Nu-MST3K, under Jonah Ray and company, is a kind of a wrongheaded labor of love. The first episode even, inexplicably, makes us sit through a totally unnecessary five-minute origin story that suggests an attempt to make the new show in continuity with the old one we all love. Nobody needed to see how, precisely, Ray's Jonah Heston got kidnapped while driving a space freighter and trapped on the show's new Satellite of Love.
The gratuitous cameos by nerd albatross Wil Wheaton and "Buck Rogers" star Erin Gray are distracting and pointless, to say nothing of the fact that the whole sequence is jokeless and excruciating to watch. Why shoehorn in a boring backstory to explain how Ray became stranded in bad movie hell when the original series philosophically dunked on wondering how the characters "eat and breathe, and other science facts" in its theme song? And on top of that, why make Felicia Day's Kinga Forrester and Patton Oswalt's TV's Son of TV's Frank the progeny of older existing bad guys? It's like reading someone's obsessive middle school-era MST3K fanfic they wrote in math class.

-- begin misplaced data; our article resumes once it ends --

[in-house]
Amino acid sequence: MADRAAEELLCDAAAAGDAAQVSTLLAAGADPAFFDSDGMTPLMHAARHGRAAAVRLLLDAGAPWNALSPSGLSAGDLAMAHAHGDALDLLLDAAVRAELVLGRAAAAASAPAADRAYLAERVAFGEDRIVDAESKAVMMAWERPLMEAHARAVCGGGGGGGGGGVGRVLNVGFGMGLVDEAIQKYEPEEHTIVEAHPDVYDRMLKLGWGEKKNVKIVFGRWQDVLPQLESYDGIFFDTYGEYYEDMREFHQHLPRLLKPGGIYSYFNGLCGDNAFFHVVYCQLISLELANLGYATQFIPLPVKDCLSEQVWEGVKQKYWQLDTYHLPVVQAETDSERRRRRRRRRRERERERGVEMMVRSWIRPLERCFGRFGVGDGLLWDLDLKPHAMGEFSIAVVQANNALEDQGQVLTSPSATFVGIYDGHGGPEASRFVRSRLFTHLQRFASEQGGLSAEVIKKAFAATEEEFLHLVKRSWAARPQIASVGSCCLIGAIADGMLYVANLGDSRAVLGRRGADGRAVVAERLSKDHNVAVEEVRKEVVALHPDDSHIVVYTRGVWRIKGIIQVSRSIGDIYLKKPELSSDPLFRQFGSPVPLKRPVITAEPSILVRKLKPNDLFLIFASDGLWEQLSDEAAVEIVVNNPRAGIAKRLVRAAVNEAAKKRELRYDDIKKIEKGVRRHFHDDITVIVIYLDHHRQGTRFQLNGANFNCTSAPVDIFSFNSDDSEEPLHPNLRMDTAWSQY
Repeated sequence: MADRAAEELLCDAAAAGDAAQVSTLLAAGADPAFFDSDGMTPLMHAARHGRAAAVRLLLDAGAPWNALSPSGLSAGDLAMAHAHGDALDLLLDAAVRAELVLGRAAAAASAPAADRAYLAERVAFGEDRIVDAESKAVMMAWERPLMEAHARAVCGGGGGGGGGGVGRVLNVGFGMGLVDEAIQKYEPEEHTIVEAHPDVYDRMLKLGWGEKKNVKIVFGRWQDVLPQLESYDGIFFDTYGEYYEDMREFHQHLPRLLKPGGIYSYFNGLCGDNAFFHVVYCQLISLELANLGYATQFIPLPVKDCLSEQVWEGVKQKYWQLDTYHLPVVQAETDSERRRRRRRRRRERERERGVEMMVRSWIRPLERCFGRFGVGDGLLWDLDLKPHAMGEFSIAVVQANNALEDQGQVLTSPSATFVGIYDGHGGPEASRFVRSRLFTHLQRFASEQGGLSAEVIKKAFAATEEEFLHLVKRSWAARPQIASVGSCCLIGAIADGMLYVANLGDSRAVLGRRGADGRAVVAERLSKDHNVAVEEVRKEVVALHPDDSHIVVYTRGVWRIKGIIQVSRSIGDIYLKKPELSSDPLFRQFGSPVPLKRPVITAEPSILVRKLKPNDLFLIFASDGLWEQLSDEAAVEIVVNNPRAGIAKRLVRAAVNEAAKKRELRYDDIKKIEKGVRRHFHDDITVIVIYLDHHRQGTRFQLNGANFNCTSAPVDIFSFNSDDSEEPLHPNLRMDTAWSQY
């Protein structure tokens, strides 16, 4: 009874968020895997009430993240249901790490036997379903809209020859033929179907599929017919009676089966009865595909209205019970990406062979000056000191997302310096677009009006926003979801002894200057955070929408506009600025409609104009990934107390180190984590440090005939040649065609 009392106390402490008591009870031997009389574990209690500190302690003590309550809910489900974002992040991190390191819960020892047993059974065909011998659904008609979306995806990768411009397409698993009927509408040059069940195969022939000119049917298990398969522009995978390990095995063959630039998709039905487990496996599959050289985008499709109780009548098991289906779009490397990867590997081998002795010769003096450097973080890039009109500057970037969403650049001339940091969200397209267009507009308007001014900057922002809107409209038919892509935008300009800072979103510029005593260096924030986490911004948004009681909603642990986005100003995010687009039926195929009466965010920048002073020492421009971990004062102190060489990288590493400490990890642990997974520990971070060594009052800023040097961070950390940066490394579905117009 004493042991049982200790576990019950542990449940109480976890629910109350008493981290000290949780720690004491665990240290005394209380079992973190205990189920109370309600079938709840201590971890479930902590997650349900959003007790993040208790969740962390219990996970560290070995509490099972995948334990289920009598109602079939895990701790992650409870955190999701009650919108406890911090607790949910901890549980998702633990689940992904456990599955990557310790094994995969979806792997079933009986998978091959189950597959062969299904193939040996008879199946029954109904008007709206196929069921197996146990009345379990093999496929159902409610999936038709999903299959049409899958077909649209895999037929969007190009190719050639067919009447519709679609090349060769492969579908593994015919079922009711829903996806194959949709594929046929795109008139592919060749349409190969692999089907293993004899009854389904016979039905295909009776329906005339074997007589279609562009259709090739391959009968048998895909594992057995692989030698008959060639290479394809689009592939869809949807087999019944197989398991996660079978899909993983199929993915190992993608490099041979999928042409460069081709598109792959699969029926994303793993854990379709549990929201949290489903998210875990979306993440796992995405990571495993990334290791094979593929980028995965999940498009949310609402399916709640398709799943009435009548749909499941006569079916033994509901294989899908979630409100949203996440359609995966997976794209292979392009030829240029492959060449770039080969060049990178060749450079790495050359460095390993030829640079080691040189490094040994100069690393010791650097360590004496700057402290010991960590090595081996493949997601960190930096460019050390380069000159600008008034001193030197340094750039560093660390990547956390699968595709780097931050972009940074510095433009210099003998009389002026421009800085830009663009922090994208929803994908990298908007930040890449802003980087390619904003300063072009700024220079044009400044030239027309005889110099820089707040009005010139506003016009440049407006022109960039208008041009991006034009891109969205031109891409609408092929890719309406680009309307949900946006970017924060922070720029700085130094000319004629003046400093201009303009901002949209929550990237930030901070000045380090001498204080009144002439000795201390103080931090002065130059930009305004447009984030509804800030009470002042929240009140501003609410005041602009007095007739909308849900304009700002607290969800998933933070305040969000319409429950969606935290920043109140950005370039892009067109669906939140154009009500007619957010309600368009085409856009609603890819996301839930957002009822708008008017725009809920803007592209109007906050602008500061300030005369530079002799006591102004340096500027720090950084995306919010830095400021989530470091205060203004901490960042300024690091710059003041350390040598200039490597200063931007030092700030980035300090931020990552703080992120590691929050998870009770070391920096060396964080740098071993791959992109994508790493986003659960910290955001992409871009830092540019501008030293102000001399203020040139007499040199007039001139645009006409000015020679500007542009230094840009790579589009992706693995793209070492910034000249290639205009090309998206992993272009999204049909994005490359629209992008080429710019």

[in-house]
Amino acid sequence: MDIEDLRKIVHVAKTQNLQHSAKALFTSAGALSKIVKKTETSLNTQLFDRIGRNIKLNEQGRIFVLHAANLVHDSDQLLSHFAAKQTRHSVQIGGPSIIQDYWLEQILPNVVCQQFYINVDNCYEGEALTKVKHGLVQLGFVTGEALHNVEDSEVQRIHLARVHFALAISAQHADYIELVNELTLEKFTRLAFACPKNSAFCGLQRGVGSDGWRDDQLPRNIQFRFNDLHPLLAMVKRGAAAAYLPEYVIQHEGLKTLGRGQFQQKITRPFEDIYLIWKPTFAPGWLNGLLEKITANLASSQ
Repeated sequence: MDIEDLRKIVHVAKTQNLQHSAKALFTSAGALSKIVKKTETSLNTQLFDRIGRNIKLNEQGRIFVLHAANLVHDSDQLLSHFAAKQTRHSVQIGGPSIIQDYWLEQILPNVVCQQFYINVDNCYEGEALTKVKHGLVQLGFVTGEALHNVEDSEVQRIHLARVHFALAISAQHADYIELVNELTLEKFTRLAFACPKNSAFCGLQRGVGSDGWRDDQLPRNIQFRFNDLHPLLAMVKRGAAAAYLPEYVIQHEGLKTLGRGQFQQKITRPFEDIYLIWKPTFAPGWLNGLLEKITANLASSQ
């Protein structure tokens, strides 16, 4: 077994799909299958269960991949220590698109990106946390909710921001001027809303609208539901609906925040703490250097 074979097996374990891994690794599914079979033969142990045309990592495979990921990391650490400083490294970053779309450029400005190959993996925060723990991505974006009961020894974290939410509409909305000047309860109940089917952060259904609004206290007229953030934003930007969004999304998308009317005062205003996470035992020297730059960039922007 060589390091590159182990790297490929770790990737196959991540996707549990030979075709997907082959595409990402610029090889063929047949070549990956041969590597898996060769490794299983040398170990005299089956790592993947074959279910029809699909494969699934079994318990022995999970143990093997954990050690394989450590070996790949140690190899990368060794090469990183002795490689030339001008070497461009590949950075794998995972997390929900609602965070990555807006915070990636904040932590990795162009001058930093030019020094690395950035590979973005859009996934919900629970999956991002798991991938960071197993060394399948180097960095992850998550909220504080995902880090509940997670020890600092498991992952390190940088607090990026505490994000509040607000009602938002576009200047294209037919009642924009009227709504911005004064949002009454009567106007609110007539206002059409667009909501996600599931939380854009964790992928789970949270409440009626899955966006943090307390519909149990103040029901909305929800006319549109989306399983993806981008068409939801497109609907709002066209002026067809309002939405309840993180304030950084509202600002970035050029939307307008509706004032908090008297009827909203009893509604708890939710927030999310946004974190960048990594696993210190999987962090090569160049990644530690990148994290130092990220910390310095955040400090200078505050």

All of this is made worse by the fact that Ray's Jonah Heston is a personality-less nice guy who seems fine with his confinement, a stark departure from Joel and Mike's charmingly pathetic temp worker slackers. MST3K never pretended to be a drama, but there was certainly something affecting about the fact that our heroes were small-time losers turned science experiments who weren't missed back on Earth. When Mike Nelson sings 'I'll Be Home For Christmas' by himself while cleaning up in the episode "Santa Claus" before it starts inexplicably snowing in space, there's some surprising emotional heft to it.
Ray, along with new bot voices Baron Vaughn and Hampton Yount, do their best, but the lack of polish on their exhausting joke deliveries makes you appreciate the gifted comedic timing of their predecessors. Old school MST3K may have had homemade puppets and community theater sets, but many of the actors, in particular robot puppeteers Bill Corbett and Kevin Murphy, were gifted comedians and stage performers who seemed at ease with the show's unique blend of skits and heckling. The cast of the original show truly felt like a functioning ensemble in the way the new one just doesn't, at least at this point.